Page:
Mike said, “I spent more time meeting in fields with growers this time of year than any other time in my career—you just don’t do that in November and December in Kansas or Montana. You can’t get more a more basic meeting place than that.”

“Normally those meetings would take place at a kitchen table, but we can’t do that. Growers want to show us their fields, and I certainly don’t mind the extra boots-on-the-ground time…though it’s been hard on the rental cars I was driving.”

But, technology really saved the year. Case in point is the fact that platforms like Zoom and Microsoft Teams have become essential business tools for everyone—even growers.

“We conduct meetings with growers regularly, and of course our preference would be to do those in person. But that’s just not always possible right now,” Nancy said. “Growers really are embracing the technology and are far more comfortable using Zoom to join meetings, because they’re doing Zoom calls on the personal side. We’re holding the sessions virtually and they’re going very smoothly.”

Perhaps this experience will prove to be a trigger event getting growers over the hump for greater technology adoption in the future (just as we saw autosteer be the clincher to get many growers into the world of precision ag).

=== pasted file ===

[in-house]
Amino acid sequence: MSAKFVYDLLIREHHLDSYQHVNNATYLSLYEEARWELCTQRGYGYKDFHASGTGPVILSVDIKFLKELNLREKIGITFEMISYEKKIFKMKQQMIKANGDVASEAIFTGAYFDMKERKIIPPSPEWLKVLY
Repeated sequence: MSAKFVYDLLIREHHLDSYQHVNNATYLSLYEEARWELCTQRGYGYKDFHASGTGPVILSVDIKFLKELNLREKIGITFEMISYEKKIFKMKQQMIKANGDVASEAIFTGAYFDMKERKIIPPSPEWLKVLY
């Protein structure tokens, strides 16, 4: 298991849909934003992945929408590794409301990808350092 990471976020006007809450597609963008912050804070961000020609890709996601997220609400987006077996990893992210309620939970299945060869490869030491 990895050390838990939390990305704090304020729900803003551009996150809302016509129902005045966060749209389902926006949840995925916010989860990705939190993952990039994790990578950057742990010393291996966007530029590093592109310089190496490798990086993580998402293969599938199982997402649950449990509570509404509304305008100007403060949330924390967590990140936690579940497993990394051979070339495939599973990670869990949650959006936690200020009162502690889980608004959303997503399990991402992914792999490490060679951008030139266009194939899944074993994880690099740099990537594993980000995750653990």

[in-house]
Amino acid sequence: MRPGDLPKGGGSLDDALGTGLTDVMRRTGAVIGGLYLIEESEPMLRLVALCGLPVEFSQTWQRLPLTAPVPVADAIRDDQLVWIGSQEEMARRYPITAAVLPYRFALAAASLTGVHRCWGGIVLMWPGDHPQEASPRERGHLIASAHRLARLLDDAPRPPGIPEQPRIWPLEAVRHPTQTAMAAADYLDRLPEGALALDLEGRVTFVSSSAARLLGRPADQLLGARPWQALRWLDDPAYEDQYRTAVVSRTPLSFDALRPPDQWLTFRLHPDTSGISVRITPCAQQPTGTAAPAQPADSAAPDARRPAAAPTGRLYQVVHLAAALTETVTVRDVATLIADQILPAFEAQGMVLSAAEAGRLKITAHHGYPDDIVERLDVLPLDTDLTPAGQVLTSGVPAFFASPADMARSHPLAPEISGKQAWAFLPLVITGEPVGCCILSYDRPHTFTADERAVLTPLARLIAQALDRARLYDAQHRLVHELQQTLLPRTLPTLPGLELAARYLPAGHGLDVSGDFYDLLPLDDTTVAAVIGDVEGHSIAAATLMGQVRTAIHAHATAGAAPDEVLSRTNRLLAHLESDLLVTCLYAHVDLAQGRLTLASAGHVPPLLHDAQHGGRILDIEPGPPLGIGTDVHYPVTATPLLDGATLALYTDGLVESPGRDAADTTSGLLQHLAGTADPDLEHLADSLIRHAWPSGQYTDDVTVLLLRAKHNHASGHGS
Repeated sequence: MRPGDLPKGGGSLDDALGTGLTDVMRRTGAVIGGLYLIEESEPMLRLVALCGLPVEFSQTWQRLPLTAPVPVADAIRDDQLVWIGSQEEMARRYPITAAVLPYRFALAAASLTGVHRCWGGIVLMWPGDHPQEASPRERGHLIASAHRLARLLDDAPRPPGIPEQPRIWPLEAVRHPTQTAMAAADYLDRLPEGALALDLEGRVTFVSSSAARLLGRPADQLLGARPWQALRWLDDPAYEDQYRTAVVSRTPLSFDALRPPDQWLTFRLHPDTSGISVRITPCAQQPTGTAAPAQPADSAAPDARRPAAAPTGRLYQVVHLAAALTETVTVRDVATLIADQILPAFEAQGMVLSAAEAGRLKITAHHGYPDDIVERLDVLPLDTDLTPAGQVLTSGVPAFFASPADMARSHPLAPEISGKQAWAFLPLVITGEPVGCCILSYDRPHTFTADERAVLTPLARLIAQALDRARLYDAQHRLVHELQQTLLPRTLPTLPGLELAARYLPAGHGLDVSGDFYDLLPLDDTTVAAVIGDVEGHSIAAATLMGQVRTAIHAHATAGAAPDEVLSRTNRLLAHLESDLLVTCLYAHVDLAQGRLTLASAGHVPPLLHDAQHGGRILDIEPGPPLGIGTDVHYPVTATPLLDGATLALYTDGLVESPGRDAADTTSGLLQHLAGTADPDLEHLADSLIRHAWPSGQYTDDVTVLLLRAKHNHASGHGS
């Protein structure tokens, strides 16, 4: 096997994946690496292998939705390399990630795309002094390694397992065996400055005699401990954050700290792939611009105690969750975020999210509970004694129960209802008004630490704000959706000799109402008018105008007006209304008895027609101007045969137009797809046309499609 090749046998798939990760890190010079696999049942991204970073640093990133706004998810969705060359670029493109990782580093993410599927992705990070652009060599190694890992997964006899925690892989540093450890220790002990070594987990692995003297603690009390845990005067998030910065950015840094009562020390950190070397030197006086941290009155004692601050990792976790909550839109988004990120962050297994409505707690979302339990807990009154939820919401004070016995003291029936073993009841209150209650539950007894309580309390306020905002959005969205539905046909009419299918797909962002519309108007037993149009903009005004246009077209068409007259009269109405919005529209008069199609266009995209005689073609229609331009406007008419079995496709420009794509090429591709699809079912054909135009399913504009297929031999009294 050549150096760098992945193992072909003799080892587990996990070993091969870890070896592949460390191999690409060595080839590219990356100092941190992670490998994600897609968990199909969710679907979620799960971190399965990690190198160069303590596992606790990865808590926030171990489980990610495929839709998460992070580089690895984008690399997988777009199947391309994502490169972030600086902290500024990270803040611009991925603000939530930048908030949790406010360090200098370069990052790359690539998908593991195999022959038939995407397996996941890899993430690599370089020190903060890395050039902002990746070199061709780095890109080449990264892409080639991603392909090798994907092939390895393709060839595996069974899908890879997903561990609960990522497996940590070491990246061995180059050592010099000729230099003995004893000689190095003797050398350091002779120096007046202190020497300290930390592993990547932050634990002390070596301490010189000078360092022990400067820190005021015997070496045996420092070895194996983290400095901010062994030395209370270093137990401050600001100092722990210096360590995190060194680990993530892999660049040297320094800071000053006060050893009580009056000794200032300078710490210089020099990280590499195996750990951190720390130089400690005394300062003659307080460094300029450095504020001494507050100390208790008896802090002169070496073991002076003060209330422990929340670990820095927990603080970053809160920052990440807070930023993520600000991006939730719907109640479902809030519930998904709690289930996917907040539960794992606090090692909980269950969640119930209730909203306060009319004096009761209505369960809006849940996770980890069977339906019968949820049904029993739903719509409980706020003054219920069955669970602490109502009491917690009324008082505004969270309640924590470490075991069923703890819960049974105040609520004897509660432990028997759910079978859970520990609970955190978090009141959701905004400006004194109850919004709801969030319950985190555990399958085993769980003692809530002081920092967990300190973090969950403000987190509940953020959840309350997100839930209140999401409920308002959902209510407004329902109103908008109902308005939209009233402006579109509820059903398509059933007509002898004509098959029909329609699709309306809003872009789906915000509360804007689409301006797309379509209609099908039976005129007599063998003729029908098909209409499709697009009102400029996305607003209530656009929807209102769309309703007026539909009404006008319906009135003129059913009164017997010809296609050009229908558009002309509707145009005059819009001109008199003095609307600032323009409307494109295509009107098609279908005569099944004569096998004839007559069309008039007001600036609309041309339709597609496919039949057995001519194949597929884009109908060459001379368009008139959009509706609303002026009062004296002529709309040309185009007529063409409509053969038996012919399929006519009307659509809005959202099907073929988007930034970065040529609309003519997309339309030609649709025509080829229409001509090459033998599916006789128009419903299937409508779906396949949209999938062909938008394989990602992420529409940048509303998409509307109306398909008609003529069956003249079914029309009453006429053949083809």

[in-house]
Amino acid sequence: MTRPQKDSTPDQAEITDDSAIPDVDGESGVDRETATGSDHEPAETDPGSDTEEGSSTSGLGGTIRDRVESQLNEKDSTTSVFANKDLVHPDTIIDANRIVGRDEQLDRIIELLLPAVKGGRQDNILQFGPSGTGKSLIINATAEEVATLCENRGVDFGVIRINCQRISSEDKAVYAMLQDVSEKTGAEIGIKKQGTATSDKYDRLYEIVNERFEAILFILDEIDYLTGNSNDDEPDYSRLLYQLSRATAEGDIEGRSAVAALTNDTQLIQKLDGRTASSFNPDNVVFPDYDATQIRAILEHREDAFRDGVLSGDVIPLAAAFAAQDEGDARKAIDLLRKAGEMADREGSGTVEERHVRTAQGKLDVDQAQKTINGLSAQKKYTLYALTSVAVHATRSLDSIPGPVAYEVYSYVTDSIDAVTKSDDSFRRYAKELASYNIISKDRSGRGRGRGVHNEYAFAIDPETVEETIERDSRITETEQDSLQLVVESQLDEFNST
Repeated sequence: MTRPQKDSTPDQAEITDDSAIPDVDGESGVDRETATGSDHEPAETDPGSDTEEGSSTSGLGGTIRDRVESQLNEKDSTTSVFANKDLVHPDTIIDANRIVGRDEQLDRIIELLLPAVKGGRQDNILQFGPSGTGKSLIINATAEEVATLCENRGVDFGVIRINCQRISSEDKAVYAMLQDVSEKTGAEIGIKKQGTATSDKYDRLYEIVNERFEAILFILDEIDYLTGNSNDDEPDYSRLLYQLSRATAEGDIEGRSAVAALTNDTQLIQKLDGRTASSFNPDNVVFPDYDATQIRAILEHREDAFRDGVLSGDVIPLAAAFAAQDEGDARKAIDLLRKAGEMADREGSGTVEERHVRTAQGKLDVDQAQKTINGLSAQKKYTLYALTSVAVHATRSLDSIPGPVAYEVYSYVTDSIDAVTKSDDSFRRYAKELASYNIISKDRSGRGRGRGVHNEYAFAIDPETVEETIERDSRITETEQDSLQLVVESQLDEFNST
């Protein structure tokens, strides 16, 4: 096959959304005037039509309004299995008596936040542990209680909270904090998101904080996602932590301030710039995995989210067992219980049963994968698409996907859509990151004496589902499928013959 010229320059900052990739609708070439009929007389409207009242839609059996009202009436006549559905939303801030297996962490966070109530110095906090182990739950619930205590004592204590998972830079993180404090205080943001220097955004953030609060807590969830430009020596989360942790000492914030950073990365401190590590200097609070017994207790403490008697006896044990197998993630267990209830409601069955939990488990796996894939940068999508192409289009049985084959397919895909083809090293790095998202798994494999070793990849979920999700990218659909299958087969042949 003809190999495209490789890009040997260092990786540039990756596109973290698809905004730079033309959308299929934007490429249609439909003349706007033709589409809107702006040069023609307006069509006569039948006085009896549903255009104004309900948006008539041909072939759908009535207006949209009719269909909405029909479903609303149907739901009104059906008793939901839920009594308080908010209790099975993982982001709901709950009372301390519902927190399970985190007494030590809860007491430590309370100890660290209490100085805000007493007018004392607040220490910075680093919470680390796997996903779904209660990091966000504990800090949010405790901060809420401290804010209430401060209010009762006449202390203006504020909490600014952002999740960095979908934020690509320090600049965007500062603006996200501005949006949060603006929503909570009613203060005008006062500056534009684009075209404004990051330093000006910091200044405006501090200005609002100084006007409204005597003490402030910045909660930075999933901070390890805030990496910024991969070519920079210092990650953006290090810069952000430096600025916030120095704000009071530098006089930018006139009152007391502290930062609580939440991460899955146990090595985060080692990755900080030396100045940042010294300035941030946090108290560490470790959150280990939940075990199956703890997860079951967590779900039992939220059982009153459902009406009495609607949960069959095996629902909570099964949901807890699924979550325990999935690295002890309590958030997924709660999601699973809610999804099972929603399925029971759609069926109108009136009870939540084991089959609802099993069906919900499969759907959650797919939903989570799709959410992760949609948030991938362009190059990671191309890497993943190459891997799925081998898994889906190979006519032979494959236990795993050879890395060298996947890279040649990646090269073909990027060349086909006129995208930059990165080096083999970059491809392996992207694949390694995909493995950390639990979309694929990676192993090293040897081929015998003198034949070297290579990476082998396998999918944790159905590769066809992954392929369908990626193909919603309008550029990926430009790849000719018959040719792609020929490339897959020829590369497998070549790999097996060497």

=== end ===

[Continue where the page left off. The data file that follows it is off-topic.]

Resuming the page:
What Can Go

68-hour Road Trips

Entira’s return to business travel this spring was intense.

“Who knew flying in planes would be safer than dining in restaurants?” Barney said.

For Mike and Barney, their pandemic-era business travel started off with long road trips. The two made back-to-back cross-country trips to Colorado and Montana—Barney drove from the coast of North Carolina, picked Mike up in Indiana and they continued to their destination, fueled by 5-hour Energy and powdered donuts.

“This proves the lengths we’ll go to for customers,” Barney said. (And as a side note, stay tuned for an upcoming article to learn about the exciting projects we’ve been working on in Montana and Kansas.)